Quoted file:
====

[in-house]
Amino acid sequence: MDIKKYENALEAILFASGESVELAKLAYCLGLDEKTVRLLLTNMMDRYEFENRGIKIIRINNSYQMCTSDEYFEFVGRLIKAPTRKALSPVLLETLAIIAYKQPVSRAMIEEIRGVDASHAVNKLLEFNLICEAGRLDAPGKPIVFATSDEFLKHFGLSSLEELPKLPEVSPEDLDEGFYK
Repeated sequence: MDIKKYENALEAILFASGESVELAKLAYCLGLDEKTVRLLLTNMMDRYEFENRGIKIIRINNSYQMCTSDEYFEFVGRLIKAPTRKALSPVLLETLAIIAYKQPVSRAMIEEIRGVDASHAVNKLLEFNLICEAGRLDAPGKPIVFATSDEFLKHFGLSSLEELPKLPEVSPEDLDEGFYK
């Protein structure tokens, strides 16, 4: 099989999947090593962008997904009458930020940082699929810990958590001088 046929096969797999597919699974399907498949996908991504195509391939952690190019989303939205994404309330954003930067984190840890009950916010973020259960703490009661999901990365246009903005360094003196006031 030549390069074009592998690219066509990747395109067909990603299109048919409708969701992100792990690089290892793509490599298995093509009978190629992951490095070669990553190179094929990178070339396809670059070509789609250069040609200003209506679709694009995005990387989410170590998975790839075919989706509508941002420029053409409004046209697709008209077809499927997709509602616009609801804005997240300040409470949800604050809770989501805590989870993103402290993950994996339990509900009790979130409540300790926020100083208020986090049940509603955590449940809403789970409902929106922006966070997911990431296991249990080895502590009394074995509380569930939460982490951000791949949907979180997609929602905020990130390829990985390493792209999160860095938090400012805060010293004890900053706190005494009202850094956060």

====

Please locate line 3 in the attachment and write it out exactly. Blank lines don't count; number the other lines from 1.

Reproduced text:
Repeated sequence: MDIKKYENALEAILFASGESVELAKLAYCLGLDEKTVRLLLTNMMDRYEFENRGIKIIRINNSYQMCTSDEYFEFVGRLIKAPTRKALSPVLLETLAIIAYKQPVSRAMIEEIRGVDASHAVNKLLEFNLICEAGRLDAPGKPIVFATSDEFLKHFGLSSLEELPKLPEVSPEDLDEGFYK